I reach one of the clearings. A good thing; I can run easier. A bad thing; approaching Hunters will see me and pick me out easily. If they catch me in an open place like this, I have no hope.
When I make it to the dense trees ahead, I feel slightly safer, but I don’t let my guard down – I duck and jump and sprint as fast as my body will allow. Though I am in flight mode, I am not invincible. The toil is taking effect – I can feel it in the aching of my limbs, the increasing sluggishness in my movements.
Just move! I instruct myself.
Gritting my teeth, I force my legs to increase their speed. They feel almost numb.
I eventually burst out of the forest, grateful that there is no-one around the cottage. I jump up the steps and bang on the door. Mum doesn’t take more than ten seconds, but each one brings a fresh wave of trepidation.
When she finally appears, I push past her, and slam the door shut, doing up the bolts before sliding to the ground and covering my face with my hands, hyperventilating. I’m trying to hold onto calm, but that proves an impossible task. I attempt to breathe evenly, but it doesn’t work – my body reacts the opposite way. I jerk and tremble and wheeze, frustrated that I can’t get a hold on myself.
Mum takes my hand, squeezing it tightly – more like a spasm of fear than a comforting gesture. “Isolde. What happened?” she says urgently, taking in the despair rolling off me.
Even breaths, I tell myself, but I still gasp like I’m having a seizure.
“Isolde. Isolde.” Mum repeats my name over and over again.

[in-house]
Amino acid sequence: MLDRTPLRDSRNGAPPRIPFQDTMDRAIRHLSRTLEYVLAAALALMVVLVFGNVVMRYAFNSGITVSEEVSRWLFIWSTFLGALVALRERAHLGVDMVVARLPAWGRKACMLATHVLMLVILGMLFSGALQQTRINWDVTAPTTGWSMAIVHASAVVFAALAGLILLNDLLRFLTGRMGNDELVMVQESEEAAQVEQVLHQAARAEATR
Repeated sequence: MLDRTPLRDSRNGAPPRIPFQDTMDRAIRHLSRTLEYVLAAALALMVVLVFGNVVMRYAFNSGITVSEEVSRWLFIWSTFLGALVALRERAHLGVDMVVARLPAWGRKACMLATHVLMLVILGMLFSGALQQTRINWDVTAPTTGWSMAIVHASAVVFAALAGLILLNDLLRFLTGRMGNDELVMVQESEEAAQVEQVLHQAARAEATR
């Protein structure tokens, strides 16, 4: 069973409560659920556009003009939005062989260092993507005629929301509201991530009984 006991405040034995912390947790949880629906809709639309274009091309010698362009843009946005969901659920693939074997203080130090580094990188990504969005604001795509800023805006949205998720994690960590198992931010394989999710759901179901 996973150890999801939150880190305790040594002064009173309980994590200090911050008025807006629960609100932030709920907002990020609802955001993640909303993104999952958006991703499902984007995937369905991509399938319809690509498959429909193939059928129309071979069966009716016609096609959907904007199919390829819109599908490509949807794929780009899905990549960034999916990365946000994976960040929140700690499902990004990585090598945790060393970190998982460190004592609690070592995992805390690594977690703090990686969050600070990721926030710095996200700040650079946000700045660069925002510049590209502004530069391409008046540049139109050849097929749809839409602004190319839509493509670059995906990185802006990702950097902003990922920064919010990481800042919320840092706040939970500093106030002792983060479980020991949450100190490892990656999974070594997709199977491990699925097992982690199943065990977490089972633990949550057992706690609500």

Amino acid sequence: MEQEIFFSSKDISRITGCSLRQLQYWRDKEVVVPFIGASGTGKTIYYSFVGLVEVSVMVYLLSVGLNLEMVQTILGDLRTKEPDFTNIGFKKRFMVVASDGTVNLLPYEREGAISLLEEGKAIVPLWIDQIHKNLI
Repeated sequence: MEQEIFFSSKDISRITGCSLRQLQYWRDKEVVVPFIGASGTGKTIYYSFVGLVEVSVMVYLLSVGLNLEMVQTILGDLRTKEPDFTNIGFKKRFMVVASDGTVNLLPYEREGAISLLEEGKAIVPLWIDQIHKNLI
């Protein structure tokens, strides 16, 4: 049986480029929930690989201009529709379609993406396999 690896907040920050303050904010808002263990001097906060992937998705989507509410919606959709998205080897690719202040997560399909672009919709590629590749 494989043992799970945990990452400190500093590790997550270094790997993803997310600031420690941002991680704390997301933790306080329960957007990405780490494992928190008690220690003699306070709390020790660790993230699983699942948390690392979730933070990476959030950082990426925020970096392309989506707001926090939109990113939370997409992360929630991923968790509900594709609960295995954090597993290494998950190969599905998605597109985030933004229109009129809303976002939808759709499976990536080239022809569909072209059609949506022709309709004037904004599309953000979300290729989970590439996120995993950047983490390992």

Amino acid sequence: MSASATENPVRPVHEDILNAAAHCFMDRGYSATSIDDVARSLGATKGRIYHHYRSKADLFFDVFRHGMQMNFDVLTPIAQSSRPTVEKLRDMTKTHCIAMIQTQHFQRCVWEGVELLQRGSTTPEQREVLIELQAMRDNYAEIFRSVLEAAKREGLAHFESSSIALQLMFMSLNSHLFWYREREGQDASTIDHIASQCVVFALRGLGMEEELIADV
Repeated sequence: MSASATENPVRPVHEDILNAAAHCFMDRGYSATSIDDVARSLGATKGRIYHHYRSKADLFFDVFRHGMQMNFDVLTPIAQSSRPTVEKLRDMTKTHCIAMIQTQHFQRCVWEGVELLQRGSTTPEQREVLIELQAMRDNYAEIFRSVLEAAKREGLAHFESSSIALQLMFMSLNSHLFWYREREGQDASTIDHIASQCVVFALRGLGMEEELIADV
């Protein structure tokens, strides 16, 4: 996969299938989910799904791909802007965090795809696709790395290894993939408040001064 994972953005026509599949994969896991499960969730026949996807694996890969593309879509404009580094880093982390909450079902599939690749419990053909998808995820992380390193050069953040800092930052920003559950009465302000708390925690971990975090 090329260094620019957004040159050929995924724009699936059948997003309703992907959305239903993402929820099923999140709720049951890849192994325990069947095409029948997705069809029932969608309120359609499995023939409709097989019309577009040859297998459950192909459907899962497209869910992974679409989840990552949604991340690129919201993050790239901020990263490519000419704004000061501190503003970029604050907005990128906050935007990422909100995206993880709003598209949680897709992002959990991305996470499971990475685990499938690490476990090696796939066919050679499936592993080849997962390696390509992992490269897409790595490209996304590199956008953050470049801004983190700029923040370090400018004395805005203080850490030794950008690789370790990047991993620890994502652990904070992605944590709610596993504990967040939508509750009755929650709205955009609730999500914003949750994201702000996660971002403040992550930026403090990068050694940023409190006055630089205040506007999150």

I ignore her, and try to push down the irritation. A coil inside my stomach gets tighter and tighter, and eventually it gets too much.
“MUM!” I explode, so loud that I feel the door vibrate behind me.
She stares at me, and I swallow.
“Give me . . . give me a minute,” I request, my voice calmer, and close my eyes. I want to storm up the stairs and hide under my bed, but I can’t find even a shred of energy left inside of me.
It takes at least five minutes before I can gather together enough strength to even get to my feet. Mum supports me as I stagger to the living room. I sink into the couch, and realise the window is open, onto the lane. I can see the forest to my left . . .
“Cover the window,” I say. “Please.”
Mum doesn’t ask why, but draws the blind before flicking on the light switch. She stares at me, her eyes huge. I can almost hear the question buzzing in her head: what happened?
“A drink,” I beg.
Pathetic, I berate myself.
Mum gets up, and returns with a cup of water. Without thinking, I flinch back from it. If I could, I would live without seeing water ever. I raise the glass to my lips with shaking hands, and drink thirstily despite myself.
“I was in the forest,” I begin, “and . . . I don’t know. I was stupid. I was mad. I did . . . stuff with the water in the stream.”
Mum intakes sharply, her expression tight.
“Then I heard people . . . and there was a shot from a stun gun . . . then I ran . . .”
She goes to peer outside, twitching the living room curtains, but I don’t miss the upset on her face. Guilt stabs at me.
“I see some people,” she murmurs.
I start to shake.
“It will be fine,” Mum assures me, the apprehensive look on her face disagreeing. “They won’t know it was you. They won’t suspect . . .”
“Doesn’t anyone know who my father is?”
Mum closes her eyes like I’ve just said something that distresses her. “That . . . that’s a long story,” she says faintly.
I want to know, but I am facing more pressing issues – the Hunters outside.
“Alibi?” Mum looks at me, her forehead creasing in thought. “Um . . .”